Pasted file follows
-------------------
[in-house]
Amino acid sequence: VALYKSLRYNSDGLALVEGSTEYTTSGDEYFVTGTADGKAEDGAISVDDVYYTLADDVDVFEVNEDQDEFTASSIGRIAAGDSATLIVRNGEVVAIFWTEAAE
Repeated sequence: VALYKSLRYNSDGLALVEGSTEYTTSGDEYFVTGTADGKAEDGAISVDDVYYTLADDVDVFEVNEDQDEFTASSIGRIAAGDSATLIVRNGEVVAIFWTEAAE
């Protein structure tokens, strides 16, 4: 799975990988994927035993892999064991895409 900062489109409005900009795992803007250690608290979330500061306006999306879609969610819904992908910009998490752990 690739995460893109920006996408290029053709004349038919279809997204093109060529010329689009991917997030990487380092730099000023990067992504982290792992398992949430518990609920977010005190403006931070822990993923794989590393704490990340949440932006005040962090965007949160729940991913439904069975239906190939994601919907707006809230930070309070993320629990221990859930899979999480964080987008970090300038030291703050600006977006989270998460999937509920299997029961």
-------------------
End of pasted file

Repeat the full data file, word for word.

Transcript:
[in-house]
Amino acid sequence: VALYKSLRYNSDGLALVEGSTEYTTSGDEYFVTGTADGKAEDGAISVDDVYYTLADDVDVFEVNEDQDEFTASSIGRIAAGDSATLIVRNGEVVAIFWTEAAE
Repeated sequence: VALYKSLRYNSDGLALVEGSTEYTTSGDEYFVTGTADGKAEDGAISVDDVYYTLADDVDVFEVNEDQDEFTASSIGRIAAGDSATLIVRNGEVVAIFWTEAAE
């Protein structure tokens, strides 16, 4: 799975990988994927035993892999064991895409 900062489109409005900009795992803007250690608290979330500061306006999306879609969610819904992908910009998490752990 690739995460893109920006996408290029053709004349038919279809997204093109060529010329689009991917997030990487380092730099000023990067992504982290792992398992949430518990609920977010005190403006931070822990993923794989590393704490990340949440932006005040962090965007949160729940991913439904069975239906190939994601919907707006809230930070309070993320629990221990859930899979999480964080987008970090300038030291703050600006977006989270998460999937509920299997029961």